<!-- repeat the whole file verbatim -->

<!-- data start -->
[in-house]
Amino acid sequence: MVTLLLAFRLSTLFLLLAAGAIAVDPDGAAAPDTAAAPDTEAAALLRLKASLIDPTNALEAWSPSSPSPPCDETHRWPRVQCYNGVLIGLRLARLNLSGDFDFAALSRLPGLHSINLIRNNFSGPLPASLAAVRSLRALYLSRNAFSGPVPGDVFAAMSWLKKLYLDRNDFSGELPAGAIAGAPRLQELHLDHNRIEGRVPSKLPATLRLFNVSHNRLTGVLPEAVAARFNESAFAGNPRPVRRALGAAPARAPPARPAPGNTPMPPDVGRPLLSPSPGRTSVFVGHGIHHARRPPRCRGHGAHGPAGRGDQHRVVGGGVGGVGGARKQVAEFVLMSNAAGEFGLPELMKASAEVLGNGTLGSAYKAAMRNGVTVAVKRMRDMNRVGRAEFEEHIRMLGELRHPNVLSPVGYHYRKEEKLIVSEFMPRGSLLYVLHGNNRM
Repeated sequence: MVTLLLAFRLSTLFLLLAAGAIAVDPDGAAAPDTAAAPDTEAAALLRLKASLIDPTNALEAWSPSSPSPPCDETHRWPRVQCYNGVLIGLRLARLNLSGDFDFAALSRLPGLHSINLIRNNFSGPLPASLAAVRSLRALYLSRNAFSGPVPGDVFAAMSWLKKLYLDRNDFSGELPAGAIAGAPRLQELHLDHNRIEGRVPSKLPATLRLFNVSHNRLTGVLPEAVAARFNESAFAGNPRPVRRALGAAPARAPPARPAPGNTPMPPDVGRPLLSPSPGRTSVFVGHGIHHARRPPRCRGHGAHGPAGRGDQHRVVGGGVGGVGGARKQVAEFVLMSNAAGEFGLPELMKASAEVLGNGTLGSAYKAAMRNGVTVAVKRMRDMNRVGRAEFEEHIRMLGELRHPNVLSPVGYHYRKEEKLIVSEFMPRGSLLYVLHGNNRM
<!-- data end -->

[in-house]
Amino acid sequence: MVTLLLAFRLSTLFLLLAAGAIAVDPDGAAAPDTAAAPDTEAAALLRLKASLIDPTNALEAWSPSSPSPPCDETHRWPRVQCYNGVLIGLRLARLNLSGDFDFAALSRLPGLHSINLIRNNFSGPLPASLAAVRSLRALYLSRNAFSGPVPGDVFAAMSWLKKLYLDRNDFSGELPAGAIAGAPRLQELHLDHNRIEGRVPSKLPATLRLFNVSHNRLTGVLPEAVAARFNESAFAGNPRPVRRALGAAPARAPPARPAPGNTPMPPDVGRPLLSPSPGRTSVFVGHGIHHARRPPRCRGHGAHGPAGRGDQHRVVGGGVGGVGGARKQVAEFVLMSNAAGEFGLPELMKASAEVLGNGTLGSAYKAAMRNGVTVAVKRMRDMNRVGRAEFEEHIRMLGELRHPNVLSPVGYHYRKEEKLIVSEFMPRGSLLYVLHGNNRM
Repeated sequence: MVTLLLAFRLSTLFLLLAAGAIAVDPDGAAAPDTAAAPDTEAAALLRLKASLIDPTNALEAWSPSSPSPPCDETHRWPRVQCYNGVLIGLRLARLNLSGDFDFAALSRLPGLHSINLIRNNFSGPLPASLAAVRSLRALYLSRNAFSGPVPGDVFAAMSWLKKLYLDRNDFSGELPAGAIAGAPRLQELHLDHNRIEGRVPSKLPATLRLFNVSHNRLTGVLPEAVAARFNESAFAGNPRPVRRALGAAPARAPPARPAPGNTPMPPDVGRPLLSPSPGRTSVFVGHGIHHARRPPRCRGHGAHGPAGRGDQHRVVGGGVGGVGGARKQVAEFVLMSNAAGEFGLPELMKASAEVLGNGTLGSAYKAAMRNGVTVAVKRMRDMNRVGRAEFEEHIRMLGELRHPNVLSPVGYHYRKEEKLIVSEFMPRGSLLYVLHGNNRM